Apr 16 2013 11:00am

Sleeps With Monsters: Martha Wells’ The Element of Fire

The Element Of Fire Martha Wells Sleeps With MonstersMany critics, many reviewers, I think, find it difficult to talk plainly about the things that they love and the reasons why they love them. The temptation exists to direct your attention primarily to its flaws, to minimise or to justify the ways in which it falls short of objective perfection. (Not that objective perfection is a thing that exists, except theoretically.) It is possible to speak of flaws objectively, and of technique. Speaking of what you love and why you love it—speaking honestly—exposes yourself. It’s a form of intellectual nakedness.

This lengthy preamble is my way of talking myself around to confronting Martha Wells’ first novel, The Element of Fire.

The Element of Fire is twenty years old this year. It’s one of the best books I’ve ever read, and I wonder how much more I would have loved it had I read it in my teens, before I developed the first smidgeons of the analytical reflex. (I came to it relatively late.) It’s Martha Wells’ debut novel, and as a debut novel it is singularly accomplished. It situates itself at a remove from the faux-medievalism of high fantasy with which the rest of the field (at the time of its publication) was largely in dialogue, but, while second-world fantasy, it hasn’t cut itself adrift from historical context: it has the flavour of ancien régime France while being wholly, entirely, its own thing.

The court of Ile-Rien, around which the action of The Element of Fire centres itself, is a complicated place. King Roland, recently come to his majority, is a weak ruler, warped by the abuse of his years-dead father. The court’s real power remains the Dowager Queen, Ravenna, who retains authority despite having relinquished the regency. Thomas Boniface, Captain of the Queen’s Guard and Ravenna’s lover (and her favourite), has to navigate the dangerous personality politics of the court, between the king, his favourite (and cousin) Denzil, Ravenna, and the young queen. Not only this: a dangerous sorcerer, Urbain Grandier, seems to have arrived in town, and while Thomas succeeds in rescuing another sorcerer from his grasp, no one appears to have any idea what Grandier means to do next.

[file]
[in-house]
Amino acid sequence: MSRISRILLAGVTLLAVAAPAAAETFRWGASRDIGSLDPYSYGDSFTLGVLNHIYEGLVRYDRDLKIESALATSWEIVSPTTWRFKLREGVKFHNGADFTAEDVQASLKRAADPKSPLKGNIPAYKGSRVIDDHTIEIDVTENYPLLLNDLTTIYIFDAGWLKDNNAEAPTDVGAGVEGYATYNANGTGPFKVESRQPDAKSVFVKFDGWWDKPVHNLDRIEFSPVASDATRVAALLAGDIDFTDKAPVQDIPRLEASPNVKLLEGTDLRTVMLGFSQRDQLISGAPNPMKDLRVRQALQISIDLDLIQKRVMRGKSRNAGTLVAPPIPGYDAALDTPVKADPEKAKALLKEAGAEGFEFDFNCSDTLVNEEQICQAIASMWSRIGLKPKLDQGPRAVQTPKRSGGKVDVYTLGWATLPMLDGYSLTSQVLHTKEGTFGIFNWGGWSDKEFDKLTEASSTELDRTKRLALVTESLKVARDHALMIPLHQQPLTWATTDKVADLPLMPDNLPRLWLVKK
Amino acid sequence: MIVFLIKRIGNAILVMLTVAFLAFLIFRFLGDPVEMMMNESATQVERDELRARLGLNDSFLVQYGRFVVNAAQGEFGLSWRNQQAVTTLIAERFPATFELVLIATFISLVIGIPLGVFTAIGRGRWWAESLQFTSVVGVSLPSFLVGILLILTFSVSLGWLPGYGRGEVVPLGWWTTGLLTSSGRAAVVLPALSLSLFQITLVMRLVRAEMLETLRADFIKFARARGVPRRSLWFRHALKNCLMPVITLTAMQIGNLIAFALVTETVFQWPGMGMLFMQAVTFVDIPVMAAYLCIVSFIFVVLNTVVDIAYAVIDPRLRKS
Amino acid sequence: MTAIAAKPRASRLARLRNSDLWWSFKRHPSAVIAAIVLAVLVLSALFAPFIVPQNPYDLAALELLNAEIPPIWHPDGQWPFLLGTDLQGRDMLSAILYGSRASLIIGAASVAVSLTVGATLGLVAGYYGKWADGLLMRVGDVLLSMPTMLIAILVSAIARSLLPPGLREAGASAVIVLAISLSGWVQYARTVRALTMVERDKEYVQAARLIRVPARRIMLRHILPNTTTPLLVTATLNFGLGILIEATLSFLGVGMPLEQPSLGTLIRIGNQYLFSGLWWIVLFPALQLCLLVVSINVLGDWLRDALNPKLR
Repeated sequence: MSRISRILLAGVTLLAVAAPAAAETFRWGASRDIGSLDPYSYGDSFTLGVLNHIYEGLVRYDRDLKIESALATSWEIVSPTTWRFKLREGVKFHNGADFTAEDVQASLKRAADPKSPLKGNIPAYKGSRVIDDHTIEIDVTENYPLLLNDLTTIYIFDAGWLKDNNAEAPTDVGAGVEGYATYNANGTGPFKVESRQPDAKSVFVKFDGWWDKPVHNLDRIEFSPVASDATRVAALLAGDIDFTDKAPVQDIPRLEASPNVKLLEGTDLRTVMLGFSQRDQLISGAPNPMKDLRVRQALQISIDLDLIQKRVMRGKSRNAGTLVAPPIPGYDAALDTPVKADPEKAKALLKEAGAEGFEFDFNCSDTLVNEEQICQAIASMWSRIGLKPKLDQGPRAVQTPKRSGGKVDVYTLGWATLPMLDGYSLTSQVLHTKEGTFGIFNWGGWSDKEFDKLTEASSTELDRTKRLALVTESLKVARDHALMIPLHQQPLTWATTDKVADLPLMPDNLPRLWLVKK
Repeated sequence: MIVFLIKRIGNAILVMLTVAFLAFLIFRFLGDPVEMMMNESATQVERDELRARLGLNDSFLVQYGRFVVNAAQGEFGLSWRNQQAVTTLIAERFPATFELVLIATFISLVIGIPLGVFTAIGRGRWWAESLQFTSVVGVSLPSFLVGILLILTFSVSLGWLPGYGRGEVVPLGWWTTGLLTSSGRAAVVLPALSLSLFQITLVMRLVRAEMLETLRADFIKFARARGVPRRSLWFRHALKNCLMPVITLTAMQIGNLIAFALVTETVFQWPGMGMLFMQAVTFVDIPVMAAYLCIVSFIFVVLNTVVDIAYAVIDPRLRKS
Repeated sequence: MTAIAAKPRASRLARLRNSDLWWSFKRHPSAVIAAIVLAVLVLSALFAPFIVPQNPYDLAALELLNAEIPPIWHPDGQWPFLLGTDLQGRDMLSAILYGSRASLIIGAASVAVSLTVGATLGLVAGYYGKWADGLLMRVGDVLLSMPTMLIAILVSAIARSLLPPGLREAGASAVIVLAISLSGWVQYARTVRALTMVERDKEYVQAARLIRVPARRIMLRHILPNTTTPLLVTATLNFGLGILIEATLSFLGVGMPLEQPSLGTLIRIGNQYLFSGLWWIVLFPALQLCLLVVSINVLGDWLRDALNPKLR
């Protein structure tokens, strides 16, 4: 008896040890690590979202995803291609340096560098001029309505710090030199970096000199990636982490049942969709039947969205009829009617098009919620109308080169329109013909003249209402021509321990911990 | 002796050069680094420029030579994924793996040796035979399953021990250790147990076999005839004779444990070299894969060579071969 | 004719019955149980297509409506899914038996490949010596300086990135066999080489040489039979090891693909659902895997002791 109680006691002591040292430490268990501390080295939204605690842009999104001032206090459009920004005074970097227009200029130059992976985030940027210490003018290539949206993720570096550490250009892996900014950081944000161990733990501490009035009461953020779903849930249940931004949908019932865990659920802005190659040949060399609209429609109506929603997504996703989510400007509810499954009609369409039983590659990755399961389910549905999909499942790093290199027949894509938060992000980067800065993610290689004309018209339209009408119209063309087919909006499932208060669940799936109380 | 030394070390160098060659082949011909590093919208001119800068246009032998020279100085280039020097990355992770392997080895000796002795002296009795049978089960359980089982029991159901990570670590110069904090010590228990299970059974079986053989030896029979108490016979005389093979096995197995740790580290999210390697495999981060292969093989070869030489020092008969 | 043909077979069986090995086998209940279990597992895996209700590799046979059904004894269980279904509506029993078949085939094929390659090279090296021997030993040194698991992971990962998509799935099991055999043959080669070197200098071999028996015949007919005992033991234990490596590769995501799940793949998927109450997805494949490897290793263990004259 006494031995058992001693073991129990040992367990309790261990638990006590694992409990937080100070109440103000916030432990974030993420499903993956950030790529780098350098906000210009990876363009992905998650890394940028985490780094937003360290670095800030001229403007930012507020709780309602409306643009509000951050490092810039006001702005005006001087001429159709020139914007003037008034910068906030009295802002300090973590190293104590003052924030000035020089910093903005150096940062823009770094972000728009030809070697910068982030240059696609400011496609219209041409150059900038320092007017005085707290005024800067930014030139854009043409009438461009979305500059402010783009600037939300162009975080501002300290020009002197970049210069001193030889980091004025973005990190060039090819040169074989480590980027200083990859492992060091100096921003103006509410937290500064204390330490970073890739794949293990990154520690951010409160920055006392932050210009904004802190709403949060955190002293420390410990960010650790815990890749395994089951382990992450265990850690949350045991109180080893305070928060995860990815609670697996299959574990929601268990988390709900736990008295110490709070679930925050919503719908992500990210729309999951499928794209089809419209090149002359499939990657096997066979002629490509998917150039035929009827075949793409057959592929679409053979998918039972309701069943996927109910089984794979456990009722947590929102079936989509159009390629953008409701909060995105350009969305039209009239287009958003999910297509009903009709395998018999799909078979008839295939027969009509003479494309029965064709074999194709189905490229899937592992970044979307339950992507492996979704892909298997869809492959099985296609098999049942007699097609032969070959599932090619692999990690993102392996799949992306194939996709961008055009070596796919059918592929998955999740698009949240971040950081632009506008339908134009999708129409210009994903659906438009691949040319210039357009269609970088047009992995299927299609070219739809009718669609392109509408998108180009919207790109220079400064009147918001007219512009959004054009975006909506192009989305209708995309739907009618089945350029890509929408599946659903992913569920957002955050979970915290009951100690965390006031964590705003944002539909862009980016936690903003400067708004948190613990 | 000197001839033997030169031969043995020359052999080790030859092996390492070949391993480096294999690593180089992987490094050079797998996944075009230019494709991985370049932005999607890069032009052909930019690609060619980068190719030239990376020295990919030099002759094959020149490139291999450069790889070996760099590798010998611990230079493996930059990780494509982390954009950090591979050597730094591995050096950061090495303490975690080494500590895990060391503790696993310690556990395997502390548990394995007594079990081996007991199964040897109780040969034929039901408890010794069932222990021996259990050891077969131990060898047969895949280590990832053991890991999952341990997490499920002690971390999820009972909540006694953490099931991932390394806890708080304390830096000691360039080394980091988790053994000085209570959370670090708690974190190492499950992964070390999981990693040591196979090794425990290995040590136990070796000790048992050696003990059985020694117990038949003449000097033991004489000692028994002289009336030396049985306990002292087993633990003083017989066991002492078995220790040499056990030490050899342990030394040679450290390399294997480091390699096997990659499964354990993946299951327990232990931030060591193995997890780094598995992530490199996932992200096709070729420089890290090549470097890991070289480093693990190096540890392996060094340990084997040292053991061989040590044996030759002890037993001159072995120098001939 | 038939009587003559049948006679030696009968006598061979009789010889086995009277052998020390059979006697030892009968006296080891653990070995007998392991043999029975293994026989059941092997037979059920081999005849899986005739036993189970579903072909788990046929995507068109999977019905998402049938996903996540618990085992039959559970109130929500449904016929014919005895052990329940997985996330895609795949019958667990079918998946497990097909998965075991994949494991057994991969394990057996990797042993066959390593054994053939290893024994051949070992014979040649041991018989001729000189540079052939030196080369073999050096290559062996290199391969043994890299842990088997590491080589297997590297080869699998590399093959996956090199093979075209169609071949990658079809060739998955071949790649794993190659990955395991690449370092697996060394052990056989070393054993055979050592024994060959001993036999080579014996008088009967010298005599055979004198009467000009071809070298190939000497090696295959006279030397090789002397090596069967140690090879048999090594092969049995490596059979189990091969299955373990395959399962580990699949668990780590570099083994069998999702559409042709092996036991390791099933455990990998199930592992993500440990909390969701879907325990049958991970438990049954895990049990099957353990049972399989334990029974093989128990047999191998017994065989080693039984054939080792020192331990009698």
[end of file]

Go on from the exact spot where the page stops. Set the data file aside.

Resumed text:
Into this web of tensions, Kade, called Kade Carrion, unexpectedly reappears. Roland’s bastard elder sister, daughter of the old king and the fayre Queen of Air and Darkness (who abandoned her to the mercies of the court), she’s well known to hate her family. What she really wants is a mystery to Thomas, and to the court. She could be in league with Grandier, or mean to press her own claim on the throne. But when dark armies out of fayre attack the palace itself, Thomas at least must trust Kade—and Kade must trust Thomas.

Wells’ deftness of characterisation is delicate, precise and astute. An outside attack doesn’t lead to all the court’s factions banding together under capable leadership: rather it intensifies the amount of politicking and the coming-to-fruition of treasonous plots. The characters, down to the least of them, are no blank placeholders. Wells has a fantastic touch for conjuring personality in all of her work, and here the characters of Kade and Thomas, particularly—Kade roguish, damaged, fey and honourable in her own way; Thomas world-weary, cynical, and loyal where his loyalty is given—come alive in their interactions with their world.

I think it a fantastic book. In its honour, the next few instalments of Sleeps With Monsters will focus on a selection of Martha Wells’ other works:the Fall of Ile-Rien trilogy and Wheel of the Infinite, at least, and possibly a surprise or two as well. (I’m not quite caught up on the Raksura books: so much to read, so little time!)

Liz Bourke has too much to read and never enough time. Find her on Twitter @hawkwing_lb.

David Holden
1. davidholden
Oh, yes! I love this book, and I just read all of her books over the last two months. I really, really liked the Books of the Raksura, but the others have all been great, too.